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Our M3 blogs cover a range of thought provoking topics from trends and challenges to proposed solutions for the pharmaceutical industry.
The healthcare industry has long recognised the benefits of technology, with computer-aided drug discovery dating back to the 1960s1. Many pharma companies are already exploring the application of AI, so it’s no surprise to see that the NHS is also looking to get onboard with the AI revolution.
Recent news suggests that robots are to be used to "modernise the NHS long term" in order to free up NHS staff. Under Rishi Sunak's 15-year workforce strategy, the "15-year blueprint will use 'latest innovations' to reduce health service's reliance on foreign-trained medics," says The Prime Minister.2
The strategy has been "Made by NHS, backed by Government" to "ensure the NHS is fit for the future". The 15 year plan includes tens of thousands A-level students to start training as apprentice HCPs on the wards when they leave school, doubling in medical school places, increasing nurse training and using cutting-edge technology to take pressure from NHS staff.
The Health Secretary, Steve Barclay, intends for the 15-year strategy to maximise productivity and patient care by harnessing the potential of technological advances, commenting that "we will deliver the biggest expansion of staff training in NHS history, retain more talented people and harness cutting-edge technology."
The idea behind robot receptionists is clear; they can help reduce the workload of medical secretaries by flagging test results, transcribing doctors notes, scheduling appointments and surgeries, thus freeing up NHS staff for more pressing tasks that require the ‘human’ touch.
Naturally there is concern that the introduction of robot receptionists will mark the demise of human jobs, but the reality is they can actually help create optimal opportunities for the employment of more HCPs, rather than less. AI is able to process larger amounts of data and is able to identify patterns that are not obvious to humans.
A good example of this is where AI is helping to make theatres available for an extra two hours a day, due to robots analysing staff availability, patient information and operating patterns in order to maximise the use of time of the operating rooms.3
The numbers are certainly promising. The NHS trust's deputy director of ICT, Darren Atkins, explained that "within the first three months of the programme, the trust had saved more than 500 hours of medical secretaries' time"4 through the use of only three robot assistants. The first stage of each GP referral has also been reduced from 15-20 minutes to only 5 minutes. Administration costs are predicted to decrease by 30 per cent3 and booking processes will be 10 times faster than human receptionists.3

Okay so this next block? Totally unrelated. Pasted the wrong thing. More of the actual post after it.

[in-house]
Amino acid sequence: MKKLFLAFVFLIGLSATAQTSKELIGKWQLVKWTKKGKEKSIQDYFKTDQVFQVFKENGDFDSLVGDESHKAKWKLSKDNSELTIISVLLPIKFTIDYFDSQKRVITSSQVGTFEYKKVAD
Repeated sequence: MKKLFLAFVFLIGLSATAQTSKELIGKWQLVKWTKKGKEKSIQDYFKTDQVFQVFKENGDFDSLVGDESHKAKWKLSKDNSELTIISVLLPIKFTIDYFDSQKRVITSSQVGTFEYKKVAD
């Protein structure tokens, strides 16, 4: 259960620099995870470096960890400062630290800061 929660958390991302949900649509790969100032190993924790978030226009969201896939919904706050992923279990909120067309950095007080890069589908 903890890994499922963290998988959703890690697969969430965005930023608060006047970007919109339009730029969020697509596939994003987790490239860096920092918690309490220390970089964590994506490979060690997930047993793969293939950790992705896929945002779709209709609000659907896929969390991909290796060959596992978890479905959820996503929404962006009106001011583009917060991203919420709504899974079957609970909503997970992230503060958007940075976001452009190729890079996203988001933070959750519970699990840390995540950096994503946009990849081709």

With such an impact made through only three robot assistants, the potential that robots have to reshape administration within the NHS as we know it is immense.
There are of course a number of ethical challenges to consider in the use of AI. From a privacy and security perspective, the machines analysing patients' data pose a threat of exposing or misusing data. This concern around data protection could have a massive impact on perceived trust in the NHS. There is also the issue of accountability; it is clear when decisions are made by humans who are responsible for the outcomes, however with the use of robots could lead for an uncertainty with who is accountable. Those who created the algorithms? The developers?
Ultimately, robots can only follow instructions, they cannot take account for context, mitigating circumstances or issues of morality, therefore there is a real risk that decisions could be made that create ethical dilemmas.
Pharma companies are well aware that a personalised human touch is critical to maintaining optimal patient care. This is why they remain focused on ensuring that HCPs around the globe are equipped with the right information to help make the best clinical decisions for the patients they care for.
There is no denying that the introduction of robot receptions presents several opportunities for the pharma industry. Firstly, it will be important to determine what information is being 'loaded' onto the robot receptionist and by who? It is vital that pharma companies are involved in the data gathering process so that any decisions which are being passed to AI to determine are able to use the most up to date, accurate and reliable source information.
Secondly, by freeing up staff from more menial tasks, there will be an opportunity for varying levels of medical staff to spend time improving their general medical knowledge and understanding through online learning. From taking short courses, to catching up on conference notes and discussing key issues on community forums, there are a wealth of resources available for HCP's to access at the click of a button on platforms such as; Doctors.net.uk.
There is no denying that the introduction of robot receptionists will present a number of challenges, but what is clear is that the adoption of AI within the NHS could pave the way for a much more informed, engaged and educated medical workforce, which can only lead to better standards of care and improved patient outcomes.